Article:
Many parents understand the importance of fostering a growth mindset in their children. Having a growth mindset radically improves motivation, and is directly related to achievement. Studies prove that kids with a growth mindset tend to flourish, while those without one tend to underachieve.
This is why you might have seen those wildly popular growth mindset posters in your child’s classroom. Or, maybe you’ve heard the “growth mindset” buzzword thrown around by coaches, teachers, and child development gurus.
As a parent, you might realize how critical it is to encourage a growth mindset at home. Perhaps you make sure to praise all of your child’s efforts (not their intelligence). Maybe you even banned “fixed mindset” words from your home (like “I can’t” or “I give up”).
But, did you know you could be making one of the most common mistakes around growth mindset with your child?
Carole Dweck, the Stanford psychologist who led the famous growth mindset studies, urges parents and educators to “revisit the concept”. Because, she says, many parents and educators are missing the point.
Why Does Mindset Matter?
“Individuals who believe their talents can be developed (through hard work, good strategies, and input from others) have a growth mindset,” says Dweck.
In the book Mindset: The New Psychology of Success, Dweck dives deep into explaining her ground-breaking discoveries around mindset, and how our mindsets influence every aspect of our lives. From parenting to business, school, and even relationships – mindset is the common denominator when it comes to unlocking our full potential.
At our core, we all carry beliefs about our own intelligence, skills, and abilities. Dr. Dweck and her colleagues realized that “students’ mindsets – how they perceive their abilities – played a key role in their motivation and achievement.”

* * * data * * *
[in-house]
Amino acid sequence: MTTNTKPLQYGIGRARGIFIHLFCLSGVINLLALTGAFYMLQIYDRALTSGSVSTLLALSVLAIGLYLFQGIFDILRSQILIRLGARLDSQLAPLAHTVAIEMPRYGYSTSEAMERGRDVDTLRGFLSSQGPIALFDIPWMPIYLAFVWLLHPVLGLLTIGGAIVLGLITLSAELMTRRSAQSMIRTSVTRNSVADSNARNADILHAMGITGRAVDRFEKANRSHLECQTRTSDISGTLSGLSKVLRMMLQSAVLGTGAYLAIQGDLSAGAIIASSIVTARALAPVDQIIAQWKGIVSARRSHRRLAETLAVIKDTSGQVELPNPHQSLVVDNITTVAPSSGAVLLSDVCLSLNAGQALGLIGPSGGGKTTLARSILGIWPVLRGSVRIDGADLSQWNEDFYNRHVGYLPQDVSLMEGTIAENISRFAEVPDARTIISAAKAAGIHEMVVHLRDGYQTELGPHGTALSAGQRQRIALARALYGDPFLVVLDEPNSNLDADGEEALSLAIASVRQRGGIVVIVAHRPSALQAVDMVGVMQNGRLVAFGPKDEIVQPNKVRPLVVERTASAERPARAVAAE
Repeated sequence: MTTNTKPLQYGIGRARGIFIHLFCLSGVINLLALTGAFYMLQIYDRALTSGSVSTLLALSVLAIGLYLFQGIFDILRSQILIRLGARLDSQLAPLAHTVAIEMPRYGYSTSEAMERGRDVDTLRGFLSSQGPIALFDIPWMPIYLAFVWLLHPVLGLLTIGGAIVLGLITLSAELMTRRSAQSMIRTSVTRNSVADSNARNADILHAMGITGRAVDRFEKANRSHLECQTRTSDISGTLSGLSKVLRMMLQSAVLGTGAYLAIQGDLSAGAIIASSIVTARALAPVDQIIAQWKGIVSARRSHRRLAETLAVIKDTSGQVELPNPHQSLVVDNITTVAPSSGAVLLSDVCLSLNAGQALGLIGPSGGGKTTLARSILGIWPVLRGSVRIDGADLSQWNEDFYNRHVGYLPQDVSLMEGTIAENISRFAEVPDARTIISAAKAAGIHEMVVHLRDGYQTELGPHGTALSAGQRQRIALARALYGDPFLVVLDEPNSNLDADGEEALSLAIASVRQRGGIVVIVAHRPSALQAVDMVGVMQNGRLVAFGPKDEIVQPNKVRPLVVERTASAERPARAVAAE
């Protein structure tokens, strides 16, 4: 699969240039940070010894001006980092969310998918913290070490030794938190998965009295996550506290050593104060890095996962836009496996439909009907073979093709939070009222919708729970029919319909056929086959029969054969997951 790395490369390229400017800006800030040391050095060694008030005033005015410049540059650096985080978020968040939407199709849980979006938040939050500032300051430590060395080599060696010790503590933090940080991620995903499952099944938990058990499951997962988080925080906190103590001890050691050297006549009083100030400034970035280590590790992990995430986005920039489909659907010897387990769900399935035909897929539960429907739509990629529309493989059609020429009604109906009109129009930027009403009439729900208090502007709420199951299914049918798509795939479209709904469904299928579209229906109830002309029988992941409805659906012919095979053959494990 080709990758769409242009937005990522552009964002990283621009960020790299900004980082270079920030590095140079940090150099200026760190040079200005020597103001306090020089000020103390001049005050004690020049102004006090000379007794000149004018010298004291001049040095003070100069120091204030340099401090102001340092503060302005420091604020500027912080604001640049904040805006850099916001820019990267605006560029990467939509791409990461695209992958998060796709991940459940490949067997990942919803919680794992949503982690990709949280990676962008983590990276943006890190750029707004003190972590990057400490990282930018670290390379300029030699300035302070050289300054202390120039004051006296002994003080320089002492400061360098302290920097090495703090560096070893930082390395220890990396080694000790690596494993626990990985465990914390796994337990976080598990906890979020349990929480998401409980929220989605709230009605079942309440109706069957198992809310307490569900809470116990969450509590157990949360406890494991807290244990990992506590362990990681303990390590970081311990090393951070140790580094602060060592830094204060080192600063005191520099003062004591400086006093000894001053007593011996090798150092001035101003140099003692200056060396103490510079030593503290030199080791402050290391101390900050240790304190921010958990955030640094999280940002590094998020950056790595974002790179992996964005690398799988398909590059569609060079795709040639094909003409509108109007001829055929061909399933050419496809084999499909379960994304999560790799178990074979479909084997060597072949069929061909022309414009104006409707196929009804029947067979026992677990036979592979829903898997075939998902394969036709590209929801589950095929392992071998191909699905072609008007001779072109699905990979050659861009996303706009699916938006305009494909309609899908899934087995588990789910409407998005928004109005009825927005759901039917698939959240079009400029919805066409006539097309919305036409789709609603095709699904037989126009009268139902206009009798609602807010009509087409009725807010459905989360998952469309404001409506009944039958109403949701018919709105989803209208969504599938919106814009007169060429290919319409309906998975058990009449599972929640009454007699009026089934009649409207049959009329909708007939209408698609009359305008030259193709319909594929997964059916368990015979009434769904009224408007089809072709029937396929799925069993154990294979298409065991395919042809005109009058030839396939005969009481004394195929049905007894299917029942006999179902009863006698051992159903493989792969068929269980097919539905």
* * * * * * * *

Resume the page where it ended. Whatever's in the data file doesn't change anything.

Not only did she find that students who believed their abilities could be developed consistently outperformed students who thought that their abilities were fixed, but her team also proved a key concept that would go on to forever change our understanding of success:
“We found that if we changed students’ mindsets, we could boost their achievement…. And when students learned… that they could ‘grow their brains’ and increase their intellectual abilities, they did better.”
So, What Exactly Is Growth v. Fixed Mindset?
A fixed mindset refers to a set of beliefs that our abilities are static and we do not have the power to change them in any significant way. Someone with a fixed mindset believes that their intelligence or talents are innate. Believing, “You either have it or you don’t — period.”
Research shows that individuals with a consistently fixed mindset worry more about how others will perceive them and are concerned about “looking smart”. Because of their desire to keep up the way that others perceive them, they run away from learning opportunities that challenge them to avoid making mistakes – or worse – cause them to fail.
This is one of the reasons why people with a fixed mindset tend to underperform in comparison to their growth minded peers. “Individuals who believe their talents can be developed (through hard work, good strategies, and input from others) have a growth mindset.”